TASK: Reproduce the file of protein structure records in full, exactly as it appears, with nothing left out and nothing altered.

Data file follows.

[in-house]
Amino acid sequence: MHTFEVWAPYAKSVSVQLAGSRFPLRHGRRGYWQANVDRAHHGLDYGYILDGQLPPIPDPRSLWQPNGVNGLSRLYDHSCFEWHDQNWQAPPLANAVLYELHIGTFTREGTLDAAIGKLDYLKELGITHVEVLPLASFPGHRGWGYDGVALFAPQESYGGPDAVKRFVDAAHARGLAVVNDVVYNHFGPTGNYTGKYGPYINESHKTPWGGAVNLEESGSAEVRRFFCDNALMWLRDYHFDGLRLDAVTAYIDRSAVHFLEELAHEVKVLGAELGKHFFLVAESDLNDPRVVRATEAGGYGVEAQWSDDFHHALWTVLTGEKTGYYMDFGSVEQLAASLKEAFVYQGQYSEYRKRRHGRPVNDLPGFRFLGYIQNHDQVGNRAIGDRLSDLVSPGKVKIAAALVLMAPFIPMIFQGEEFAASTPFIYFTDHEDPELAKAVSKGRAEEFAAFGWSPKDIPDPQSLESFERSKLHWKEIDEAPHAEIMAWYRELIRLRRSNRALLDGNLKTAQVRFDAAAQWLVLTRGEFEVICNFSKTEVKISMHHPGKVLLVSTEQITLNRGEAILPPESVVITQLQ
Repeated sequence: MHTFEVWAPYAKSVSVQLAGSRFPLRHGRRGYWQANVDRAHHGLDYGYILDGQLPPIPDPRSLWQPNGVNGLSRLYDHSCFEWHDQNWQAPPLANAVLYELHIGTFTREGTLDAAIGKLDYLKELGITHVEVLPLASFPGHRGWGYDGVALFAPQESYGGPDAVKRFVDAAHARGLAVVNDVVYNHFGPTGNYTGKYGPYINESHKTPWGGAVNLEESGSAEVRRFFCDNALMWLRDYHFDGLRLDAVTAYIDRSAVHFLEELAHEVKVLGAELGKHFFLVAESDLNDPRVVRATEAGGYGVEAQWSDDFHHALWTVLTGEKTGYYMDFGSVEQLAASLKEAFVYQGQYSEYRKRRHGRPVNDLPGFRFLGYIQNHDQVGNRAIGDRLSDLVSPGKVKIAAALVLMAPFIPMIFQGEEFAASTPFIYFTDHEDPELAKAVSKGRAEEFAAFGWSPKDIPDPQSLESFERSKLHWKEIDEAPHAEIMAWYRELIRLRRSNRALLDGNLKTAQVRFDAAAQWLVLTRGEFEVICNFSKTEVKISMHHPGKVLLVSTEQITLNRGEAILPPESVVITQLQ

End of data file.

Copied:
[in-house]
Amino acid sequence: MHTFEVWAPYAKSVSVQLAGSRFPLRHGRRGYWQANVDRAHHGLDYGYILDGQLPPIPDPRSLWQPNGVNGLSRLYDHSCFEWHDQNWQAPPLANAVLYELHIGTFTREGTLDAAIGKLDYLKELGITHVEVLPLASFPGHRGWGYDGVALFAPQESYGGPDAVKRFVDAAHARGLAVVNDVVYNHFGPTGNYTGKYGPYINESHKTPWGGAVNLEESGSAEVRRFFCDNALMWLRDYHFDGLRLDAVTAYIDRSAVHFLEELAHEVKVLGAELGKHFFLVAESDLNDPRVVRATEAGGYGVEAQWSDDFHHALWTVLTGEKTGYYMDFGSVEQLAASLKEAFVYQGQYSEYRKRRHGRPVNDLPGFRFLGYIQNHDQVGNRAIGDRLSDLVSPGKVKIAAALVLMAPFIPMIFQGEEFAASTPFIYFTDHEDPELAKAVSKGRAEEFAAFGWSPKDIPDPQSLESFERSKLHWKEIDEAPHAEIMAWYRELIRLRRSNRALLDGNLKTAQVRFDAAAQWLVLTRGEFEVICNFSKTEVKISMHHPGKVLLVSTEQITLNRGEAILPPESVVITQLQ
Repeated sequence: MHTFEVWAPYAKSVSVQLAGSRFPLRHGRRGYWQANVDRAHHGLDYGYILDGQLPPIPDPRSLWQPNGVNGLSRLYDHSCFEWHDQNWQAPPLANAVLYELHIGTFTREGTLDAAIGKLDYLKELGITHVEVLPLASFPGHRGWGYDGVALFAPQESYGGPDAVKRFVDAAHARGLAVVNDVVYNHFGPTGNYTGKYGPYINESHKTPWGGAVNLEESGSAEVRRFFCDNALMWLRDYHFDGLRLDAVTAYIDRSAVHFLEELAHEVKVLGAELGKHFFLVAESDLNDPRVVRATEAGGYGVEAQWSDDFHHALWTVLTGEKTGYYMDFGSVEQLAASLKEAFVYQGQYSEYRKRRHGRPVNDLPGFRFLGYIQNHDQVGNRAIGDRLSDLVSPGKVKIAAALVLMAPFIPMIFQGEEFAASTPFIYFTDHEDPELAKAVSKGRAEEFAAFGWSPKDIPDPQSLESFERSKLHWKEIDEAPHAEIMAWYRELIRLRRSNRALLDGNLKTAQVRFDAAAQWLVLTRGEFEVICNFSKTEVKISMHHPGKVLLVSTEQITLNRGEAILPPESVVITQLQ